Happy Holidays Everyone. So here we are. Our last blog posts. So, what do we talk
about today? Well, I wanted to say a few words about how this all developed. I hope
future residents can learn from our experiences.
So how did it all start? Well, with a conversation. I recall in our first video chat we just
took time talking about our backgrounds. That was important. I imagine she needed to
know where I was coming from and I needed to understand Jenn and her background
seeing it was so different from mine. I made it a point to listen because I never want to
devolve into a situation where I am “mansplaining” things to my team member. The
more I listened, the more I was taken by her perspectives of science, art, and education.
It turned out; we were aligned with many perspectives.
We both committed to helping underrepresented populations in the field of STEAM.
This opened a wonderful discussion on our backgrounds and how it led us to where we
are today respectively.
During our discussions, I mentioned my philosophy on physics, education, and
perceptions. Not only of the subject but also of one’s self-concept as participants in the
field of physics. This does not mean students had to have a desire of becoming
physicists. I was more talking about a student’s perception of themselves in a physics
class. Simply put, if a student does not think they are smart enough to solve physics
problems, they will more than likely facilitate their expectations. Through literature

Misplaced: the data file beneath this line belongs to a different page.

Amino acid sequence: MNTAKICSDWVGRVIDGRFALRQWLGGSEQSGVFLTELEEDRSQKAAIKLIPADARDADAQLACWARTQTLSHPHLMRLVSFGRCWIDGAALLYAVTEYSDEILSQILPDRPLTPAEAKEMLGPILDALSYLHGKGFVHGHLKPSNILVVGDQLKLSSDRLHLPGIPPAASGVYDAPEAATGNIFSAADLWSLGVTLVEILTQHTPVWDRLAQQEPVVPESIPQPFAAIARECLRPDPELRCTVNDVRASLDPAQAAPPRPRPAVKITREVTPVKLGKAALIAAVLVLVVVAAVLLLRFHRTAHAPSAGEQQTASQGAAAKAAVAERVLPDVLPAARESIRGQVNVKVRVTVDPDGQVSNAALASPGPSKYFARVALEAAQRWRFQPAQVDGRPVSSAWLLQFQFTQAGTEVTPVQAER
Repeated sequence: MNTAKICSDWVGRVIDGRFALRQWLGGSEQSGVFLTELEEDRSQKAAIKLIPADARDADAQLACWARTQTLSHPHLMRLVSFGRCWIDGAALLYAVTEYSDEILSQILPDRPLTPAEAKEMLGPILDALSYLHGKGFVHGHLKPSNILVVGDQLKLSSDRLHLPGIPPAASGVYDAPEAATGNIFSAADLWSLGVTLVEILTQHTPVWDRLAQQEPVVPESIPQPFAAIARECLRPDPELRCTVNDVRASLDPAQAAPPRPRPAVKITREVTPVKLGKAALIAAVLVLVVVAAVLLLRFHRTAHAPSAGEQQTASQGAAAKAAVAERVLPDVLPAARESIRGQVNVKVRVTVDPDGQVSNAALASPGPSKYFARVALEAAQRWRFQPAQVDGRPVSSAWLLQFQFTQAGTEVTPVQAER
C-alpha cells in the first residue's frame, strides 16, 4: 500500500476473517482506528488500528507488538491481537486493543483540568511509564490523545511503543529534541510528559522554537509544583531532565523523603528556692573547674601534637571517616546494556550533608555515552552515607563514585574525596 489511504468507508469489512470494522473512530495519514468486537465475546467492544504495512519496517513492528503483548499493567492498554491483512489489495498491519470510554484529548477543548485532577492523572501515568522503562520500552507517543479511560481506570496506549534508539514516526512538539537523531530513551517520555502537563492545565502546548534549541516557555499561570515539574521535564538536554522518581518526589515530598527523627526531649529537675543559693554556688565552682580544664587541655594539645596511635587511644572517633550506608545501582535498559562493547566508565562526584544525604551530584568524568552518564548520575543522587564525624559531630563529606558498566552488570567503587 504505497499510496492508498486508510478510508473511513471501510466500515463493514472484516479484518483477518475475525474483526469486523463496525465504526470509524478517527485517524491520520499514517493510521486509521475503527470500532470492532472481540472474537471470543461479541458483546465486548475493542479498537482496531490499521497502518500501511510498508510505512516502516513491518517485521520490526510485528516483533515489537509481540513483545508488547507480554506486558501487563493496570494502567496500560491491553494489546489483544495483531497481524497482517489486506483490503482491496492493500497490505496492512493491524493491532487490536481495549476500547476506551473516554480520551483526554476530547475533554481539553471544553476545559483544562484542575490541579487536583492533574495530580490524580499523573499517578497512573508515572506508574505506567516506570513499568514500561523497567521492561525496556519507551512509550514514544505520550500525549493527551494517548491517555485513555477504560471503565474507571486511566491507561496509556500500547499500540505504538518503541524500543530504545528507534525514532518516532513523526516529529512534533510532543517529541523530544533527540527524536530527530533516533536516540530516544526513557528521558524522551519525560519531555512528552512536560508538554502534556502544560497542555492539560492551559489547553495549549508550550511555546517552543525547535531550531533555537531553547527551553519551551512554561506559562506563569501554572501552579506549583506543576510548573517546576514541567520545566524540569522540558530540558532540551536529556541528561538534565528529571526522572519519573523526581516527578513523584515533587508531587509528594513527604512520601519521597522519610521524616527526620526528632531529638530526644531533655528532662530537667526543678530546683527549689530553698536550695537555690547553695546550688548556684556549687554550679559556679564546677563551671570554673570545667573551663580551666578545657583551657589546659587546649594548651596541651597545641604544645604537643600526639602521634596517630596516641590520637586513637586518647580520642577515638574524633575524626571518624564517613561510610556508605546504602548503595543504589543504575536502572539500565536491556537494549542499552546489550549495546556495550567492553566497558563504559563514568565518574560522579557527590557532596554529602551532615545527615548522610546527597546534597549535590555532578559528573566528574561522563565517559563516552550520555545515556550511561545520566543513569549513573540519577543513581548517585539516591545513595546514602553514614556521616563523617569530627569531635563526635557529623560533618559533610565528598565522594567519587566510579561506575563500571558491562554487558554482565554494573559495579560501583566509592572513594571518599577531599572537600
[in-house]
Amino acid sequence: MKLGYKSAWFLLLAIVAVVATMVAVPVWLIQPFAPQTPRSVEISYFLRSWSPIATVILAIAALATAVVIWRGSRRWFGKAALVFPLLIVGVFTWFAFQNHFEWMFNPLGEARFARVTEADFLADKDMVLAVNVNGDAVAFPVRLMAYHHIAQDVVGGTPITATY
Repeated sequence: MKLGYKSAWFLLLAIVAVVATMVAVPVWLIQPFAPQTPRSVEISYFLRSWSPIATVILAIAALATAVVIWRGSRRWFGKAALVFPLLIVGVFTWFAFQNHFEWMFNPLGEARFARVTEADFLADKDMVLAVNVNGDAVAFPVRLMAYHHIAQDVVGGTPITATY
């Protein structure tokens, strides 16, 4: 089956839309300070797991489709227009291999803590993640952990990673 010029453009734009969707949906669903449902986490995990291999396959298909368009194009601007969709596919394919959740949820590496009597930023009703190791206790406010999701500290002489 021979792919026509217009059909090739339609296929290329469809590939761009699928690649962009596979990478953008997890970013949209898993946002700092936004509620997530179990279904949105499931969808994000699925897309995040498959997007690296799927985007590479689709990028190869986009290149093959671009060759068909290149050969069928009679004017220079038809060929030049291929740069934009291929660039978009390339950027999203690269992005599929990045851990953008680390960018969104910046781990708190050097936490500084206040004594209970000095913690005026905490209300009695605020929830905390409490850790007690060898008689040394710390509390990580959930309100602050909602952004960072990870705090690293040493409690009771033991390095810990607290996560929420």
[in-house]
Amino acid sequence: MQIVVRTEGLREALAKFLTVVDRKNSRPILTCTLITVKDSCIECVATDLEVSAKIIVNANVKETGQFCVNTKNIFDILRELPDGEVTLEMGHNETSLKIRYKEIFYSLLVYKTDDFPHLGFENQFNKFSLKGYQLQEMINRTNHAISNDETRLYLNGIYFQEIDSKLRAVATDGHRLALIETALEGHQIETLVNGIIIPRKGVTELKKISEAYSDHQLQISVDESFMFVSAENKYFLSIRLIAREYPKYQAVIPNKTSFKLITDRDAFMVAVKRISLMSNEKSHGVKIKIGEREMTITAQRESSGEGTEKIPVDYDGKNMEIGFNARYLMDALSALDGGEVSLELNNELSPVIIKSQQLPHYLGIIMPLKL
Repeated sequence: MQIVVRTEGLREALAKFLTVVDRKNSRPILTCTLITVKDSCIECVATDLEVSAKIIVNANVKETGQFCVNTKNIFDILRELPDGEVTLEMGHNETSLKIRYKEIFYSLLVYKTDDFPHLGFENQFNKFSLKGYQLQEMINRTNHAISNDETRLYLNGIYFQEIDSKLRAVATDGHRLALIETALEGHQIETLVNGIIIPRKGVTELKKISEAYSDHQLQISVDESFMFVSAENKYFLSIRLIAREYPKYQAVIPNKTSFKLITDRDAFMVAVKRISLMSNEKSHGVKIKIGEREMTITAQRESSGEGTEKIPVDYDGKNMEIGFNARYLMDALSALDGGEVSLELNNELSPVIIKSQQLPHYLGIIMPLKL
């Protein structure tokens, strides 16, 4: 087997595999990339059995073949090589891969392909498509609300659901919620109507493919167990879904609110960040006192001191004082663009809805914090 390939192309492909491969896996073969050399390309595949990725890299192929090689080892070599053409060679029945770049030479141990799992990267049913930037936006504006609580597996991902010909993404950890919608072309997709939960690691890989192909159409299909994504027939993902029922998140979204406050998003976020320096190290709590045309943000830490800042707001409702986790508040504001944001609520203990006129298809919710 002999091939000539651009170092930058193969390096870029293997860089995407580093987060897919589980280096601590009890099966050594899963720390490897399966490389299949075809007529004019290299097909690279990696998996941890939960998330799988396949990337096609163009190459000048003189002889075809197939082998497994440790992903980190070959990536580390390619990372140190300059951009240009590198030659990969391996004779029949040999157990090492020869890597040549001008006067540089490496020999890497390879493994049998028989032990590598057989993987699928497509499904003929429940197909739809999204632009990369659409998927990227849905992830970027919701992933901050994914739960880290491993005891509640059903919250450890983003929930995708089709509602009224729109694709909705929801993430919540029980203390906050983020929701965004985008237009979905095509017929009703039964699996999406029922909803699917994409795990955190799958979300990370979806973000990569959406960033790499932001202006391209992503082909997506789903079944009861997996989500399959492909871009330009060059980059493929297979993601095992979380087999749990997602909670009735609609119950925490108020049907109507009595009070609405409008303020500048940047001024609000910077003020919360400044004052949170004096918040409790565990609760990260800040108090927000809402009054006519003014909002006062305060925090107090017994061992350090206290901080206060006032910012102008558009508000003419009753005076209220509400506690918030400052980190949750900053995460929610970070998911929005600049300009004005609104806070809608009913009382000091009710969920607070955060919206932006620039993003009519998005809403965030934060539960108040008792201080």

review and personal experience, I have found that I must impact a students perception
of themselves in the physics classroom before I can help them learn how to solve physics
problems. Notice I did not say solve physics problems, but more so learn how to solve
physics problems. I how many times have I heard students say, you’re just smart. They
never considered that physics professors are engaging in a strategy to solve problems.
Let me fast forward to our artifact. As mentioned before, we will produce two lectures.
These lectures will focus on the pointillism theoretical construct. We will give
information that represents dots. Each piece of information might seemingly be
independent of another until you step back as see that all this information makes a total
picture. We will then break down how we did it in the two lectures.
This week was a flurry of activity, as Kent and I worked independently on our respective video sections. I’m excited to see how our project comes together. For me, the biggest issue was in determining the scope - since soils are so heterogeneous, it’s easy to go down some rabbit holes (no pun intended). I’m concentrating on a topic I explored during my master’s thesis, which involved studying soils at multiple scales to determine the role of small-scale processes in controlling field-scale behavior.
Meanwhile, I had some significant difficulties come up in my personal life. With that in mind, I put a lot into self-care to get my mind and body in a good place. Although I care very much about this residency, being part of academia has taught me that it’s too easy to sacrifice self for work, and it’s taken a while to find the tools to reverse that pattern.
I’ve been thinking a lot recently about the ways in which we publicly engage in science and creativity, spurred by a visit to Generator, a local makerspace in Burlington. More than a place where people put things together (while also exactly that), the space is fostering community around ideas and projects that involve close collaboration and skillsharing. Going forward, I’m interested in exploring how ideas evolve within a collaborative partnership, while remaining grounded in the fruition of those ideas.
I look forward to checking in at the official end of the residency to share more about our efforts, and the results of our collaboration.